Election Night 2012: Take a Breath, Wait for the Votes and Don't Eat Anything Spicy

Veteran TV journos share lessons learned for covering politics' biggest night
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If there's a certainty about Election Day, it is that no two are ever alike. And if the razor-thin polling margins are any indication, TV news anchors and correspondents are in for a long night on Nov. 6. Politicos expect the race for president to come down to Florida, Ohio and Virginia, and they aren't counting out the possibility of another recount, like in the contested 2000 election between George W. Bush and Al Gore. Making the 2012 election even more unpredictable is last week's Hurricane Sandy, which crippled many strategic states along the Eastern Seaboard. As CBS News' Bob Schieffer put it, "This is an election that's been very unusual from the beginning, and now you've got this hurricane put on top of everything else. There's just no way to know what the impact of this hurricane is going to be." With that unpredictability in mind, B&C asked veteran TV journalists to share their advice of what to do and what not to do on politics' biggest night, and what they have learned from past experience.



Jake Tapper, senior White House correspondent, ABC News

Tapper_Jake

"This is my fourth presidential election, so the best lesson is from 2000: Wait for the polls to close and all the info to come in before calling a state. Right is better than first. Also: Dress warm. Don't eat anything spicy. Psyche yourself up for a long night , or even that the full results might not be known before you go to bed-if you go to bed."





Bob Schieffer, chief Washington correspondent and anchor, Face the Nation, CBS News

Schieffer_Bob

"On Election Night, you want to be very, very careful of your facts. You never want to state something until you are pretty sure that you know what you're talking about. That's the overall guideline. In 2000, which was the most hectic thing that I've ever been involved in, we called three different winners that time. That's the only time in all the elections that I've covered that we actually got it wrong, and when we did, not for very long...[so] question everything."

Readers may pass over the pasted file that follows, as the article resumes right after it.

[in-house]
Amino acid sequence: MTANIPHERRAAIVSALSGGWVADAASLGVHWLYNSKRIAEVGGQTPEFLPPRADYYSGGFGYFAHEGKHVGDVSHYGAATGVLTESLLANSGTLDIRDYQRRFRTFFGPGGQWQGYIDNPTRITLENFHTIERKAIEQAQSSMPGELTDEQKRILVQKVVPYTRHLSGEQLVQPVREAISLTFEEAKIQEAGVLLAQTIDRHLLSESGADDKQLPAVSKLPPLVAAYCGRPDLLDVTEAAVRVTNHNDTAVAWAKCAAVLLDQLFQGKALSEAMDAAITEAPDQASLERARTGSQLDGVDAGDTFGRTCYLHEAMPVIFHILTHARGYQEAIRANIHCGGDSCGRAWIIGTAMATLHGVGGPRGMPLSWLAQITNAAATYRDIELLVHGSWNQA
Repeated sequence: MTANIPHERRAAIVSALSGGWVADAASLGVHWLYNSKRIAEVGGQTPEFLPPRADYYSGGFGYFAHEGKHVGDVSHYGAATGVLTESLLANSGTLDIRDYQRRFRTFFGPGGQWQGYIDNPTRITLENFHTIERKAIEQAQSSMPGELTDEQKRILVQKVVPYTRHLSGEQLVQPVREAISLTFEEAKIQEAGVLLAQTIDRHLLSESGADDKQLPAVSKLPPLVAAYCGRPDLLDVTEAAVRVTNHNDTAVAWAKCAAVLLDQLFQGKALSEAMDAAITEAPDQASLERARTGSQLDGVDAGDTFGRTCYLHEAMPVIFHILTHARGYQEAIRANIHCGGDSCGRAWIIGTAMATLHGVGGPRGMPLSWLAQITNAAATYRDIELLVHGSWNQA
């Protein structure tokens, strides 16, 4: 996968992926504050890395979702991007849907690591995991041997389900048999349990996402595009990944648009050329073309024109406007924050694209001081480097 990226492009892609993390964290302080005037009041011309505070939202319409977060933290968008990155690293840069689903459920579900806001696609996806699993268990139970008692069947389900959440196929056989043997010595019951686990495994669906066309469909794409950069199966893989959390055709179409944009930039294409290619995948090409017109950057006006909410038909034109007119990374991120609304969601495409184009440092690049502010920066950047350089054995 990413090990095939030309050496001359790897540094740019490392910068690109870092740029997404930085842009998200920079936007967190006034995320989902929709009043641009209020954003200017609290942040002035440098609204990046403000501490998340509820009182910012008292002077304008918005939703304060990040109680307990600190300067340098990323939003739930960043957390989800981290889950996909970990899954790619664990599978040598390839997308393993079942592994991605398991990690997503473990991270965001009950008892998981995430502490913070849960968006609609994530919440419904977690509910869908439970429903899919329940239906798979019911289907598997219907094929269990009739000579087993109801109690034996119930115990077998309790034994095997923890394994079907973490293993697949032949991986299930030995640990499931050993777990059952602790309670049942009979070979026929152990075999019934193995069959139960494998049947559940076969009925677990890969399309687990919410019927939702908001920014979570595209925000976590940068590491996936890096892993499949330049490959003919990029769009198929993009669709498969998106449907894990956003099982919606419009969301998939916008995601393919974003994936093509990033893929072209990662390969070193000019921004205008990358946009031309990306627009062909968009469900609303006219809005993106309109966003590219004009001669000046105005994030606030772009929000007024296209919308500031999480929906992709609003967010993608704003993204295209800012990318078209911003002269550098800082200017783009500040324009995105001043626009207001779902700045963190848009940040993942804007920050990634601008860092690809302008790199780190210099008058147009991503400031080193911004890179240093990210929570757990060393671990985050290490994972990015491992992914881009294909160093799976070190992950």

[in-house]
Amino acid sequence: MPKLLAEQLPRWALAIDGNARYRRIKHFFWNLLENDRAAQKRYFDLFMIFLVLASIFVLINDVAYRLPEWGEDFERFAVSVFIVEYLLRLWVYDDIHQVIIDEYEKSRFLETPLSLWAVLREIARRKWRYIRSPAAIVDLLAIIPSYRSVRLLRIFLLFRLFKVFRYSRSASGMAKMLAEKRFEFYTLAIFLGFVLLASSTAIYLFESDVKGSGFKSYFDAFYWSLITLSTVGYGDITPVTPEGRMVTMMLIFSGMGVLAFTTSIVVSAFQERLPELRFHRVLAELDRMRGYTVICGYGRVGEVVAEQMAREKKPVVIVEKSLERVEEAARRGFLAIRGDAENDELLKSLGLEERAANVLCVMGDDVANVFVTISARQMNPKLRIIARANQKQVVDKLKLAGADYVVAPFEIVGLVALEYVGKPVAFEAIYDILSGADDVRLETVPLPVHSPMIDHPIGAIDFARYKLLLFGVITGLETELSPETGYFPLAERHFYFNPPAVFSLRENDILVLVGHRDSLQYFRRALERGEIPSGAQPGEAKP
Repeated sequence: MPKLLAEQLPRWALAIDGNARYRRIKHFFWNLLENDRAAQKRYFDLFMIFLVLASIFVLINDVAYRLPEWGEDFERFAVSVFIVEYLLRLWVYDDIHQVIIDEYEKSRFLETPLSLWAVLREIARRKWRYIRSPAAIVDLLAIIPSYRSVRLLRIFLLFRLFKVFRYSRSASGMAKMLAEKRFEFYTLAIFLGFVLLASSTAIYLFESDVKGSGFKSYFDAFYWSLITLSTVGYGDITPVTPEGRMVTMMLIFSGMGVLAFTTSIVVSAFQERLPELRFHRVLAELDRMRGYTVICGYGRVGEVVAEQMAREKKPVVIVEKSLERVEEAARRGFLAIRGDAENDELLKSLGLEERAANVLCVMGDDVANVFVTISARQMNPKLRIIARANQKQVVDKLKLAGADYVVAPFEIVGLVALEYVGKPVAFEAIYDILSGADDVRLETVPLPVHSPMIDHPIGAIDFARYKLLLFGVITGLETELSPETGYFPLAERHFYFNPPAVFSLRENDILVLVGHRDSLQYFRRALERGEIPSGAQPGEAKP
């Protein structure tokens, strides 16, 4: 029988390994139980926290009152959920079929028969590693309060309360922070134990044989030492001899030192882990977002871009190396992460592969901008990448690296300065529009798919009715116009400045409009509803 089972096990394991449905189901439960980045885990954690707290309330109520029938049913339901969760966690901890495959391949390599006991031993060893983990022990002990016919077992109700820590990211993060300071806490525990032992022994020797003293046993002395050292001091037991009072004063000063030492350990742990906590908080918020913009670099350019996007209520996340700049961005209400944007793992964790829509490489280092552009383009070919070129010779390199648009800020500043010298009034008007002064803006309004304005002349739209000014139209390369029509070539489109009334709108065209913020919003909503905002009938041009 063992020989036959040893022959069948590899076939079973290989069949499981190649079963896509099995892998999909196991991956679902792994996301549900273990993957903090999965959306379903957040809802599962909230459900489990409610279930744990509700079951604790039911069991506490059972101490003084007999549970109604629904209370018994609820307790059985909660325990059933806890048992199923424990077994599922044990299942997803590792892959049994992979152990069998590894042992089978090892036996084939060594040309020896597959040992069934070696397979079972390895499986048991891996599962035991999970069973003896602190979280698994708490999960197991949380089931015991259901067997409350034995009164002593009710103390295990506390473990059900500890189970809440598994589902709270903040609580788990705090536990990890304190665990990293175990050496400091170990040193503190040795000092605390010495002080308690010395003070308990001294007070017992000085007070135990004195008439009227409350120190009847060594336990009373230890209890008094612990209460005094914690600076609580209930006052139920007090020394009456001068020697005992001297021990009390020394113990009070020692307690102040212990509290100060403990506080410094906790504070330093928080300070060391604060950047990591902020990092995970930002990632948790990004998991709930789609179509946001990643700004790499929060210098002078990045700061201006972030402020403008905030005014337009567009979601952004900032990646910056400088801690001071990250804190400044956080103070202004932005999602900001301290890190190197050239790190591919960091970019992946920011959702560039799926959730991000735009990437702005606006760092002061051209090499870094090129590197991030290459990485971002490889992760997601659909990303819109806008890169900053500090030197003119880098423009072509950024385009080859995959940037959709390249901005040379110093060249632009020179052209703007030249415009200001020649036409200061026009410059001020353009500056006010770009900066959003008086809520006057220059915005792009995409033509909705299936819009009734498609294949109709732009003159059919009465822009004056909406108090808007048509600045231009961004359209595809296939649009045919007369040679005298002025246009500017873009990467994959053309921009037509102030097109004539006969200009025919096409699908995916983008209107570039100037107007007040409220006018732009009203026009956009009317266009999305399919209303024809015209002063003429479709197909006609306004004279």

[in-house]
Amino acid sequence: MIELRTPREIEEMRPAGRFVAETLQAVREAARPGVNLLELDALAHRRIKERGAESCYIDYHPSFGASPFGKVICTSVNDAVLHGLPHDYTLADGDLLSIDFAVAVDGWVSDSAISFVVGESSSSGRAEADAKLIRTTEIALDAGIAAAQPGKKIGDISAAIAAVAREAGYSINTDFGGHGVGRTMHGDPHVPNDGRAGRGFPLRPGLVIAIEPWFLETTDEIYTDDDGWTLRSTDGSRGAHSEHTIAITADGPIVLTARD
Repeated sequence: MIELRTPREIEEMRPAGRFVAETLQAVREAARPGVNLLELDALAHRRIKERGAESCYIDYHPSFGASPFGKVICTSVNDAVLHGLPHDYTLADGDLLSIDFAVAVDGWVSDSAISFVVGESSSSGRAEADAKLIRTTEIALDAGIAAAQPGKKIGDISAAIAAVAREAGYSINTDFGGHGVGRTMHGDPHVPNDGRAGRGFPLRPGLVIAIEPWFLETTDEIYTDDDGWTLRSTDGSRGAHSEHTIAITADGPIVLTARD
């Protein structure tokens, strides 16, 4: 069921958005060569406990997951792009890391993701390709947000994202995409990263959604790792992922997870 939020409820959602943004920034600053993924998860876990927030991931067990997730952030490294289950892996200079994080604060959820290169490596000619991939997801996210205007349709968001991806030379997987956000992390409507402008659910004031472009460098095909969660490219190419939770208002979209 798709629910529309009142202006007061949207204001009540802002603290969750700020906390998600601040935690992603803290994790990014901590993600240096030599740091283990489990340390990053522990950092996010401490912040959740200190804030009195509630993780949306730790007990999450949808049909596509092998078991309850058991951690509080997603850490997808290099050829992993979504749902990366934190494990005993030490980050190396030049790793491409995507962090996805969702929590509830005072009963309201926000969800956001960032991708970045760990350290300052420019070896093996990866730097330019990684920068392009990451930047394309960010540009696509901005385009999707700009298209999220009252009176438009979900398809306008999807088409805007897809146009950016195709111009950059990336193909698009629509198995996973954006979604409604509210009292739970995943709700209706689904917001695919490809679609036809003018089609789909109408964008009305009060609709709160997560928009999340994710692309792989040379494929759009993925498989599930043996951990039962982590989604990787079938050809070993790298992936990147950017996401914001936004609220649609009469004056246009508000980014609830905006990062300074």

Chris Matthews, host, Hardball, MSNBC

Matthews_Chris

"The best broadcasts on Election Night combine enormous numbers of results in all the congressional and gubernatorial races and the greatest moments of pathos. I will always remember the great concession speeches, especially Adlai Stevenson's: ‘I'm too old to cry, but it hurts too much to laugh.'"



Karl_Jonathan


Jonathan Karl, senior political correspondent, ABC News

"I don't have a particular do or don't for Election Night, but one of the most consistent rules I have found on Election Nights big and small is this: The campaign to complain first and loudest about irregularities is almost always the campaign that ultimately loses."




Wolf Blitzer, lead political anchor and anchor, The Situation Room, CNN

Blitzer_Wolf

"The most important thing is when you see the exit poll results that are coming in during the course of the day...especially in the key battleground states...if it's close, take a breath and let the votes actually start coming in and don't think that it's over. Because sometimes you're going to be pretty surprised. I remember 2004, I was anchoring our coverage. After the first or second wave, it looked like John Kerry was doing really well and a lot of people were already assuming he was going to win. And I didn't necessarily think he was going to win and I said let's see what happens. And of course the votes start coming in, the Electoral College count goes on and on and on and by 4 or 5 in the morning we still didn't know for sure... And in the end, Kerry ended up losing Ohio and President Bush was reelected. A lot of people, when those first exit polls started coming in and it's all relatively confidential, but they just assumed that Kerry was going to win, Bush was going to lose-that didn't happen. So my advice is don't rely so much on the exit polls. Wait until the actual votes start coming out and then you'll have a much better sense of what's going on."

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